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The subject of John Singer Sargent's most famous painting was twenty-three-year-old New Orleans Creole Virginie Gautreau, who moved to Paris and quickly became the it girl of her day. A relative unkwn at the time, Sargent won the commission to paint her; the two must have recognized in each other a like-minded hunger for fame. Unveiled at the 1884 Paris Salon, Gautreau's portrait generated the attention she craved-but it led to infamy rather than stardom. Sargent had painted one strap of Gautreau's dress dangling from her shoulder, suggesting either the prelude to or the aftermath of sex. Her reputation irreparably damaged, Gautreau retired from public life, destroying all the mirrors in her home. Drawing on documents from private collections and other previously unexamined materials, and featuring a cast of characters including Oscar Wilde and Richard Wagner, Strapless is a tale of art and celebrity, obsession and betrayal.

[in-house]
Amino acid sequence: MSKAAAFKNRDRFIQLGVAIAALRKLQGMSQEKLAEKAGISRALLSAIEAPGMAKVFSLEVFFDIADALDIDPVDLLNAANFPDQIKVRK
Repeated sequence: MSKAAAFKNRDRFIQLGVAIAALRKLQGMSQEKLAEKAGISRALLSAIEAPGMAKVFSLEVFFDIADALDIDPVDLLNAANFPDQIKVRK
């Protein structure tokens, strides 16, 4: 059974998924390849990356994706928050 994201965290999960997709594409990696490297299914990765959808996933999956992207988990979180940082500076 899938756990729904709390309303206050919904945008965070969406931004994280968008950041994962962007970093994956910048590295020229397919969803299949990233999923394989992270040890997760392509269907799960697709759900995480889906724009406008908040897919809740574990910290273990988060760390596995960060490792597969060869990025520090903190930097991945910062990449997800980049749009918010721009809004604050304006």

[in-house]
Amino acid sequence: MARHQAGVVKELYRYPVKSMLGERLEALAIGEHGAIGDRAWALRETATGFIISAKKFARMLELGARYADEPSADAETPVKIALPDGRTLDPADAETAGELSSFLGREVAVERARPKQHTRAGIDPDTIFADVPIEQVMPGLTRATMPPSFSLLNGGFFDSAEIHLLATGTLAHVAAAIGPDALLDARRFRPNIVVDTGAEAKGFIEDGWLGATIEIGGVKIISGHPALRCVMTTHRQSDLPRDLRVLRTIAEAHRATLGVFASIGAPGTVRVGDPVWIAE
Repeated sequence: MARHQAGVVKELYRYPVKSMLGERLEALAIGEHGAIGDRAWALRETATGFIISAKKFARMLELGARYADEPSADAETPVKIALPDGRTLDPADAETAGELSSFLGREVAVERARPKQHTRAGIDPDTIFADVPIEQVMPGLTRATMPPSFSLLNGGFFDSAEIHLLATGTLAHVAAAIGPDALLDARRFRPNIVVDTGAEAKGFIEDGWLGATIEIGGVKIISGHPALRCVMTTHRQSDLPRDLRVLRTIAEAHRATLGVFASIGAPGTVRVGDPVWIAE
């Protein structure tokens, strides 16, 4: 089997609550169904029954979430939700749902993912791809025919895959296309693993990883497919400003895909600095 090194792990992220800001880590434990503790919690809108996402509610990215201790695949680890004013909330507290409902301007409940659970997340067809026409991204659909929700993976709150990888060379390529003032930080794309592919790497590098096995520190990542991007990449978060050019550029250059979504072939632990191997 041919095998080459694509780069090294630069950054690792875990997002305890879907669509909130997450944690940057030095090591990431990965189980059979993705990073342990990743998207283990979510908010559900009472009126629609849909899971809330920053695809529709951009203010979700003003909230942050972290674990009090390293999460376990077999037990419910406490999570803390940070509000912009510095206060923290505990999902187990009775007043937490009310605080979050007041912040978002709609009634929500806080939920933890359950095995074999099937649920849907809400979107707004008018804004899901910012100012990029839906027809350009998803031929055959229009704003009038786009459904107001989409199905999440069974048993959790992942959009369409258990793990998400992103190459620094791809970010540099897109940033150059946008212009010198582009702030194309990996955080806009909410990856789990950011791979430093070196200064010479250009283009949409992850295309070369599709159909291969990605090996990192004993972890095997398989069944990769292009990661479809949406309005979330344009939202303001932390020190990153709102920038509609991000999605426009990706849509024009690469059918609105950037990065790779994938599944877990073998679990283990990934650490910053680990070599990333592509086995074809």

Deborah Davis is the author of Party of the Century: The Fabulous Story of Truman Capote and his Black and White Ball (Wiley, April 2006), and Strapless: John Singer Sargent and the Fall of Madame X (Tarcher/Putnam, 2003). Her most recent book is The Secret Lives Of Frames: One Hundred Years of Art and Artistry (Filapacchi, 2007).